Peru is South America’s third largest country, covering 1,285,215 sq. km., and can be divided into three distinct geographic regions. The best known of these is the central high sierra of the Andes, with its massive peaks, steep canyons, and extraordinary pre Columbian archaeological sites. The Andes are still one of the world’s most unstable mountain ranges, with frequent earthquakes, landslides, and flash floods. Despite such instability, the Andes are also the site of the most fascinating pre-Columbian cities of South America-like the great city of the clouds, Machu Picchu.
Niharika agarwal lse
Moai i/ˈmoʊ.aɪ/, or mo‘ai, are monolithic human figures carved by the Rapa Nui people from rock on the Chilean Polynesian island of Easter Island between the years 1250 and 1500. Nearly half are still at Rano Raraku, the main moai quarry, but hundreds were transported from there and set on stone platforms called ahu around the island’s perimeter. Almost all moai have overly large heads three-eighths the size of the whole statue. The moai are chiefly the living faces (aringa ora) of deified ancestors (aringa ora ata tepuna). The statues still gazed inland across their clan lands when Europeans first visited the island, but most were cast down during later conflicts between clans.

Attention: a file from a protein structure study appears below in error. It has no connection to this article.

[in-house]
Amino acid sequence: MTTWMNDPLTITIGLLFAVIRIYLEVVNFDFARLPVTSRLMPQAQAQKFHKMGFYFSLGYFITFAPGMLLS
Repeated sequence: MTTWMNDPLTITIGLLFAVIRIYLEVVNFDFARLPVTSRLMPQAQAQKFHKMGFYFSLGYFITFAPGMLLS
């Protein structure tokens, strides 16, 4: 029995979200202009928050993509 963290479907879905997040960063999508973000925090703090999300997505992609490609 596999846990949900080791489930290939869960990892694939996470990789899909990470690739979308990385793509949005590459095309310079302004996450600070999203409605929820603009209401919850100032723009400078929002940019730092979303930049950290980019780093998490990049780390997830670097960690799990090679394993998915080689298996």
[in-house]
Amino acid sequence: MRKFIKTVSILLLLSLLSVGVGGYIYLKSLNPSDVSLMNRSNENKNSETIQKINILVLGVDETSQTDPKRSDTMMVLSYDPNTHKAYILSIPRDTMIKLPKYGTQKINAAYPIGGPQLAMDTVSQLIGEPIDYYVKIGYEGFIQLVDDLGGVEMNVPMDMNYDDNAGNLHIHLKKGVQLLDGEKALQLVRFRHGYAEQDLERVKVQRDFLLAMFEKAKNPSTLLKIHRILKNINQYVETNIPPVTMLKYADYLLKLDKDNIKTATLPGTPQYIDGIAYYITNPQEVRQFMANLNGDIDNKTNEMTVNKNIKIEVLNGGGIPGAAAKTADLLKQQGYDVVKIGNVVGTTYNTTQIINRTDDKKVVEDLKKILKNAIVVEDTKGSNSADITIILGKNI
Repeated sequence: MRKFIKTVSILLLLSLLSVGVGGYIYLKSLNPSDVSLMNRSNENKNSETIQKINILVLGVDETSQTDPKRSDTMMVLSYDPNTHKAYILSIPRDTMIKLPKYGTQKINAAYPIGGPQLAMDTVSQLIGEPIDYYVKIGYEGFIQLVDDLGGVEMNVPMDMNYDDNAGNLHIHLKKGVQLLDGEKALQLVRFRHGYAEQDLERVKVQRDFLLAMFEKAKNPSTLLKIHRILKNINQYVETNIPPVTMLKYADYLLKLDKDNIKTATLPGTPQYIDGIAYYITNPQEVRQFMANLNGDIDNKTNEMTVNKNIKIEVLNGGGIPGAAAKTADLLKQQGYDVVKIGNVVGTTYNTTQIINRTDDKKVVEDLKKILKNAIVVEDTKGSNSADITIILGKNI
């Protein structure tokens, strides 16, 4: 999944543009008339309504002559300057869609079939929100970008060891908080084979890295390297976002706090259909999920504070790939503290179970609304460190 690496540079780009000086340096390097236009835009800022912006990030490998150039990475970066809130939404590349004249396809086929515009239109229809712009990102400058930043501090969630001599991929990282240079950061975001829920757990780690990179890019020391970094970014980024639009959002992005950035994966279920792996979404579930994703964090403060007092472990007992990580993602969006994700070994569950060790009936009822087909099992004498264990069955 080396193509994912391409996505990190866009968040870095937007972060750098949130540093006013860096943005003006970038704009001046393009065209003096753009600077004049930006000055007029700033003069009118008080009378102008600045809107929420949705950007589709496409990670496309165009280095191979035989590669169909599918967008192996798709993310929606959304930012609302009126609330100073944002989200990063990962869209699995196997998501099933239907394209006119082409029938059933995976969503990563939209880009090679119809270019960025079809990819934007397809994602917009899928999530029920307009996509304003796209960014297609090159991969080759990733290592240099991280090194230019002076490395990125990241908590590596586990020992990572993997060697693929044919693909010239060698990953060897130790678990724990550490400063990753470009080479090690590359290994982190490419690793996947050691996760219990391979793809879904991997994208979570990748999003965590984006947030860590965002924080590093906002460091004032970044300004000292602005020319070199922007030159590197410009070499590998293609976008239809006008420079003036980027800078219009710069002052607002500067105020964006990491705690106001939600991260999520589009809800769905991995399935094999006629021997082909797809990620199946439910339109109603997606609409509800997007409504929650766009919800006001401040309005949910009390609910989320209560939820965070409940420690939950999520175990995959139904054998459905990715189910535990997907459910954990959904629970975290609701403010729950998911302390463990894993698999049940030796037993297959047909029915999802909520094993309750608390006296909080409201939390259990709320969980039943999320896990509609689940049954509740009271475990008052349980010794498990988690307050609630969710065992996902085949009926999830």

The production and transportation of the 887 statues are considered remarkable creative and physical feats. The tallest moai erected, called Paro, was almost 10 metres (33 ft) high and weighed 82 tons; the heaviest erected was a shorter but squatter moai at Ahu Tongariki, weighing 86 tons; and one unfinished sculpture, if completed, would have been approximately 21 metres (69 ft) tall with a weight of about 270 tons. After civilization collapsed on Rapa Nui, the islanders themselves tore down the standing moai after their civilization broke down.
Niharika agarwal LSE